Patriots' Tom Brady was almost a San Francisco 49er 

click to enlarge Tom Brady, the 199th player taken in the 2000 draft, is now flourishing. - GETTY IMAGES FILE PHOTO
  • Getty Images file photo
  • Tom Brady, the 199th player taken in the 2000 draft, is now flourishing.

INDIANAPOLIS — It could be better for Tom Brady. He could be playing for the 49ers, his team when he was a kid. Such a Niners fan.

“I’d run around the parking lot at Candlestick in my Joe Montana jersey or Steve Young jersey,” Brady said. “Throwing the ball. There were some great times.”

These aren’t bad times. On Sunday, for a fifth time, Brady — the one known as “Tommy” when he was growing up in San Mateo — will be playing in a Super Bowl. That it will be for the New England Patriots is perhaps the only part of the story he would amend.



Twelve years ago, and Tom Brady Jr., quarterback from the University of Michigan, graduate of Serra High School, keeps slipping in the NFL draft. First round. Second round. Third round, the Niners take ... no, not young Mr. Brady, but Giovanni Carmazzi.

Tom is brokenhearted. Carmazzi, also a Californian (from Sacramento) is elated. He never plays a down. Now he’s a farmer north of San Francisco. Brady is a superstar and a celebrity, and with a win against the New York Giants in Super Bowl XLVI, he would equal the record of four victories that Montana shares with the Pittsburgh Steelers’ Terry Bradshaw.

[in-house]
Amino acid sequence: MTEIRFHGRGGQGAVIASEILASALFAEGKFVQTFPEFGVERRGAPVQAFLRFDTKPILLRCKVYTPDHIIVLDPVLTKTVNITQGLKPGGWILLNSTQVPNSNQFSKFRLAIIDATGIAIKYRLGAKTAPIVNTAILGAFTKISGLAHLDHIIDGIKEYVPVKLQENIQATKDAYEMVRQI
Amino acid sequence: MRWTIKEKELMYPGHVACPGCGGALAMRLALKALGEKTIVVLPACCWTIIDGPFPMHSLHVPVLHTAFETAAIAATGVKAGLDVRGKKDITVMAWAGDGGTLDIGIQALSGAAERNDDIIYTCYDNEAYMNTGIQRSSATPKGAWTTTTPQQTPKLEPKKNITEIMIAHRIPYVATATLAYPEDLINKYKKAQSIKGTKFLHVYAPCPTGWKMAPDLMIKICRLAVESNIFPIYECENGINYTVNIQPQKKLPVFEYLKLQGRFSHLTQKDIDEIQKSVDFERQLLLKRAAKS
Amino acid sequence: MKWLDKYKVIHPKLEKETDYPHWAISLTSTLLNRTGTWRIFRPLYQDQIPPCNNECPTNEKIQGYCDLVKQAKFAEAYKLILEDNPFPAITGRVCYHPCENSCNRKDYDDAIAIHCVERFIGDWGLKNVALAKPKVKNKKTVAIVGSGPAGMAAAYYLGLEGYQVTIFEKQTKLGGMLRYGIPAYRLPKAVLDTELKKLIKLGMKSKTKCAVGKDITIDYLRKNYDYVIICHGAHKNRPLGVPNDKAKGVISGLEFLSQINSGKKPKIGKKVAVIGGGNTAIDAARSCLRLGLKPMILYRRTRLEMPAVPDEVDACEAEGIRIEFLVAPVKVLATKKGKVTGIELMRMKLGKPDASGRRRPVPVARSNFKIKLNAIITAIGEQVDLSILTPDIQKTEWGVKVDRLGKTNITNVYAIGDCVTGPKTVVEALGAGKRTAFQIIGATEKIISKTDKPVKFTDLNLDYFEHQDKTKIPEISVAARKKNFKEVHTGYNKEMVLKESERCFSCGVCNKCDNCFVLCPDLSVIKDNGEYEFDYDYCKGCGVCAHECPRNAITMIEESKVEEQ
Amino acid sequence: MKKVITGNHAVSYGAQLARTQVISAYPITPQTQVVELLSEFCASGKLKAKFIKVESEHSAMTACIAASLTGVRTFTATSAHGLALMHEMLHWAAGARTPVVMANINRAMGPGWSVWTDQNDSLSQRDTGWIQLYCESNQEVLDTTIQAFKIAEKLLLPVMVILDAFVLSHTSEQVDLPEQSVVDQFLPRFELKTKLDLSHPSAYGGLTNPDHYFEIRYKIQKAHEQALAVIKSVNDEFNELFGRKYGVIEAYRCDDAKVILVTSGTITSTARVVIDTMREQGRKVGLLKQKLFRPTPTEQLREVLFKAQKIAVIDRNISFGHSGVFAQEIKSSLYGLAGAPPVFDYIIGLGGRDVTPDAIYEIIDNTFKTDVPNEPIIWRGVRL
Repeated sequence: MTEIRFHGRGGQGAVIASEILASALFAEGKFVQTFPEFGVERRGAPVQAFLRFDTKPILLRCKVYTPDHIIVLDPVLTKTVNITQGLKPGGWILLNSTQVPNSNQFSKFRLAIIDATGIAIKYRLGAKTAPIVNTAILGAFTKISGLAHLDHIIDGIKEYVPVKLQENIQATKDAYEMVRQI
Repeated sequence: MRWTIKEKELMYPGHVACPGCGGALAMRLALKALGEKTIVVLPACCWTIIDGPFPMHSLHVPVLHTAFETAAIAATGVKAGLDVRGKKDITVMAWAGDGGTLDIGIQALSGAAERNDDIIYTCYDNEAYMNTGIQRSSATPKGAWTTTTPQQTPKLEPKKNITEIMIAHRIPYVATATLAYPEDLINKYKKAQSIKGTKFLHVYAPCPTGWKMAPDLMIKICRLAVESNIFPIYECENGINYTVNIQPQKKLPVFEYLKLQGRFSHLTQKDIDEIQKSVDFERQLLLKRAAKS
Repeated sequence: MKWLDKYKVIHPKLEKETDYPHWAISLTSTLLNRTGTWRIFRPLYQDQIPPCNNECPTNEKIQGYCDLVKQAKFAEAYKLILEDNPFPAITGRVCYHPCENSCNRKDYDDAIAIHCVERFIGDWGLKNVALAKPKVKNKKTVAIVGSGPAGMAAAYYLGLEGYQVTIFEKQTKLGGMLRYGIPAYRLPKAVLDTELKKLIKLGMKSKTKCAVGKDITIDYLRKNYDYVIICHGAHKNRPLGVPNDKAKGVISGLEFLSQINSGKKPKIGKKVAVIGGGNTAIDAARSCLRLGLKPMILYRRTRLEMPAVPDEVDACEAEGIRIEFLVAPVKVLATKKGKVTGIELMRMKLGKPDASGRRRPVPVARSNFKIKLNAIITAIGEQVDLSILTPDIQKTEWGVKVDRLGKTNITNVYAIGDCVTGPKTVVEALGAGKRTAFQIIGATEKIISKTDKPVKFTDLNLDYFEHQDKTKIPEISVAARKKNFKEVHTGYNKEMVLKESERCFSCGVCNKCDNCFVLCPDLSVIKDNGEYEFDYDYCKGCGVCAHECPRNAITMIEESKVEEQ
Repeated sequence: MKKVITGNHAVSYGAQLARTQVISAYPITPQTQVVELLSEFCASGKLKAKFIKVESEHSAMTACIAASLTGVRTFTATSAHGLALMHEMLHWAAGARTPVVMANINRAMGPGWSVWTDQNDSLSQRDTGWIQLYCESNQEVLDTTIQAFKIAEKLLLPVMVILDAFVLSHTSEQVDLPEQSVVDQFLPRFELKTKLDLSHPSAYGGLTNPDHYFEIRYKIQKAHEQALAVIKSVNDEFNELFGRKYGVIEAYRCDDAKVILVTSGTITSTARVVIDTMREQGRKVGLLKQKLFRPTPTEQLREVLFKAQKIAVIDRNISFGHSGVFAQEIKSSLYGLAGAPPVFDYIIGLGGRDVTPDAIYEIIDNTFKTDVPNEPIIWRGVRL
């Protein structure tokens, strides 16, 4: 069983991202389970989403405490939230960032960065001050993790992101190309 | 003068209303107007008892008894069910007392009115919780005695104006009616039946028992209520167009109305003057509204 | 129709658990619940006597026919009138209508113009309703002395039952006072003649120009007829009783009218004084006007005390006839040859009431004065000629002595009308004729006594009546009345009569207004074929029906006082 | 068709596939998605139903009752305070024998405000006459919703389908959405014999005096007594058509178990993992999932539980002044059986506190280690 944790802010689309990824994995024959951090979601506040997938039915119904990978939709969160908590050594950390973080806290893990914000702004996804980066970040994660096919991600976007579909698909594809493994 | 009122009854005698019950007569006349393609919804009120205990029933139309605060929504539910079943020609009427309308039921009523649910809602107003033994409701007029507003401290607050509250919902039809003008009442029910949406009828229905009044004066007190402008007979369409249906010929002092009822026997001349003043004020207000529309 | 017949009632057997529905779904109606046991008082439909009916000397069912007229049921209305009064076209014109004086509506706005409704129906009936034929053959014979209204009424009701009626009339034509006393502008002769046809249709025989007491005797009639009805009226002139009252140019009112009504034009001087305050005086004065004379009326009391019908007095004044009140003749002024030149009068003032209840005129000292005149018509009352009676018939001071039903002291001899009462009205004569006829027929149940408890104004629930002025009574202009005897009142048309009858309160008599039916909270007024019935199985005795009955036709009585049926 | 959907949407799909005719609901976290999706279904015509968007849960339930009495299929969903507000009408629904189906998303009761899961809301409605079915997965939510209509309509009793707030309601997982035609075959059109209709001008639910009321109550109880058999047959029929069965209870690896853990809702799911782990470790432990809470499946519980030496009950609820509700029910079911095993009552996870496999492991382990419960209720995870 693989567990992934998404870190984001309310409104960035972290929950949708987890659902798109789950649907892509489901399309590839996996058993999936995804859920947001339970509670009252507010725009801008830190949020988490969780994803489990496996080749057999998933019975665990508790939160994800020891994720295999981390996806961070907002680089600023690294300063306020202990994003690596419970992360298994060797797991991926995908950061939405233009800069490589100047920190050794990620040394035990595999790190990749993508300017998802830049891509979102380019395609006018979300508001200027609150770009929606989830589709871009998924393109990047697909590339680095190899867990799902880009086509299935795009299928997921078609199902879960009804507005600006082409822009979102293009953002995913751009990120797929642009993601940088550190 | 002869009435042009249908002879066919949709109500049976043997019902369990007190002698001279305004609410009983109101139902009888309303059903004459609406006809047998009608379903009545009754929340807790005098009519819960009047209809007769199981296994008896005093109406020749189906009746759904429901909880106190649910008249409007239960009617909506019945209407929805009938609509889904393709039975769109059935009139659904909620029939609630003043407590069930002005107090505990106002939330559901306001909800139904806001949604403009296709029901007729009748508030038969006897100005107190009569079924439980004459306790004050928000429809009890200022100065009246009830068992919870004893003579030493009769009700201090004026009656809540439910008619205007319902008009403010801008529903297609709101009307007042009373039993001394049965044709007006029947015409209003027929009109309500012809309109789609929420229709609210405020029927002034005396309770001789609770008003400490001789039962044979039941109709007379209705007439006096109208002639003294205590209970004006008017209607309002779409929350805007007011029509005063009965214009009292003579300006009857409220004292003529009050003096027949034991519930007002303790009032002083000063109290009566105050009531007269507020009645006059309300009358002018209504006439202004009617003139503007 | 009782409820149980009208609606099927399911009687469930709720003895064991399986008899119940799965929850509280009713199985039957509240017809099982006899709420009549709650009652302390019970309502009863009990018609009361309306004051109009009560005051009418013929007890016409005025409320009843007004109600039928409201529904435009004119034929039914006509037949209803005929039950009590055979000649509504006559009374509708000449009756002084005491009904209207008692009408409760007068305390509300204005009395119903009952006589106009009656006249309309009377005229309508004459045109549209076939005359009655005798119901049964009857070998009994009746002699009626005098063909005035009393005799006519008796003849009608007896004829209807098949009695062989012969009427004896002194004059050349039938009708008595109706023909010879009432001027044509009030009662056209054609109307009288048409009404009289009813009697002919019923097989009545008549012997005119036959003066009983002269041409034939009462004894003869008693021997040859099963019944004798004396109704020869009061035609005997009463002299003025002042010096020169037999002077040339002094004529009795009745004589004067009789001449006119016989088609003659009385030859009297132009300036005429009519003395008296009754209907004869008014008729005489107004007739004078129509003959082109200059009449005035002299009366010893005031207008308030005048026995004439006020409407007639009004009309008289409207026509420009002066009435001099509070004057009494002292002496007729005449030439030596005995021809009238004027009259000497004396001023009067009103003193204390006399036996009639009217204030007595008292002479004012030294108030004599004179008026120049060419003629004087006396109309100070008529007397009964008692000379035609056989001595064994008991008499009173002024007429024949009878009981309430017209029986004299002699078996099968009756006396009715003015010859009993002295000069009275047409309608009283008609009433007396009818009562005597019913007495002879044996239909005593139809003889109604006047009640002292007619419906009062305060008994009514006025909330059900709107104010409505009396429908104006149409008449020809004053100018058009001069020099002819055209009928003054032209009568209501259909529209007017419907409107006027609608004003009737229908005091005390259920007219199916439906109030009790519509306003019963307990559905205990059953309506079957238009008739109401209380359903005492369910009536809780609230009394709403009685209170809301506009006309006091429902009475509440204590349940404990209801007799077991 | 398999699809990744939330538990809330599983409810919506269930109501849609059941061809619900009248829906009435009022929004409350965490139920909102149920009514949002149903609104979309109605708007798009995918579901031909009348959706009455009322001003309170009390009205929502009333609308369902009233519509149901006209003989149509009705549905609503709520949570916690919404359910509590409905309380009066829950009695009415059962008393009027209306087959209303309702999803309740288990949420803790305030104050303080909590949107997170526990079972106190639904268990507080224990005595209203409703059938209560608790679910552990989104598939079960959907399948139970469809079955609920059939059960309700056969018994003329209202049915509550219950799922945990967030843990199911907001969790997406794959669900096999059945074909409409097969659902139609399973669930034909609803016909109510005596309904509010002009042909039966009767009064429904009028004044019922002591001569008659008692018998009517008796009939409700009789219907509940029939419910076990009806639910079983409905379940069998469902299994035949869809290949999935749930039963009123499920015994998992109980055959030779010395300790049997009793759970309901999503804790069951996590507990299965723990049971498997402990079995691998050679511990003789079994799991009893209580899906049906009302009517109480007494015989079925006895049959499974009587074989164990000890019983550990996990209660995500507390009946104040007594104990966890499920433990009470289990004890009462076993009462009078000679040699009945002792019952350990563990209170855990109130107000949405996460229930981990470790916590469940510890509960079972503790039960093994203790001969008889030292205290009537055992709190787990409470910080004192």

Steve Mariucci, the 49ers’ coach in 2000, now a commentator for NFL Network, has said the Niners only had 45 minutes to see Brady in a workout. They weren’t impressed with his delivery. What they ignored was his presence, his ability to respond to a situation.

The situation he’s in now, at age 34, seems ideal. He sat in his little booth Monday at Lucas Oil Stadium and responded to questions the way he would to a blitz, knowing what was expected. Not exactly painting by numbers, but very close.

“Look at this,” he said, motioning toward the two dozen cameras and four dozen reporters spread in front of him. “You never take this for granted. It’s pretty cool to think as a kid growing up that a bunch of young people would come to watch us play a football game.”

Tom Brady Sr., an insurance man, had four season tickets to Niners games. His wife, Galynn, one of the couple’s three daughters — each older than Tom — and Tom would attend home games, the girls rotating.

“We’d sit on the press box side at Candlestick,” Brady said, “about the goal line, about 10 rows from the top. There was always the same group of people sitting around us. There were some great times rooting for the 49ers then. They were winning so many games.

“It was really great growing up in the Bay Area at that time and watching two of the greatest quarterbacks who ever played. I began to love football. Football is such a big part of that community out there, and certainly because the 49ers were winning so much.”

Winning helps, but the 49ers, the hometown team, the one which was created in 1946 in San Francisco and didn’t move from New York or Philadelphia, always held a special place in the hearts and minds of Northern California. When the Super Bowls began to arrive in the 1980s, a dream was realized.

Now Brady, the 199th player taken in the 2000 draft, is trying to realize his own dream. Unfortunately, it’s not with the 49ers.

Art Spander has been covering Bay Area sports since 1965 and also writes on www.artspander.com and www.realclearsports.com. Email him at typoes@aol.com.

About The Author

Art Spander

Art Spander

Bio:
Art Spander has been covering Bay Area sports since 1965 and also writes on www.artspander.com and www.bleacherreport.com. Email him at typoes@aol.com.
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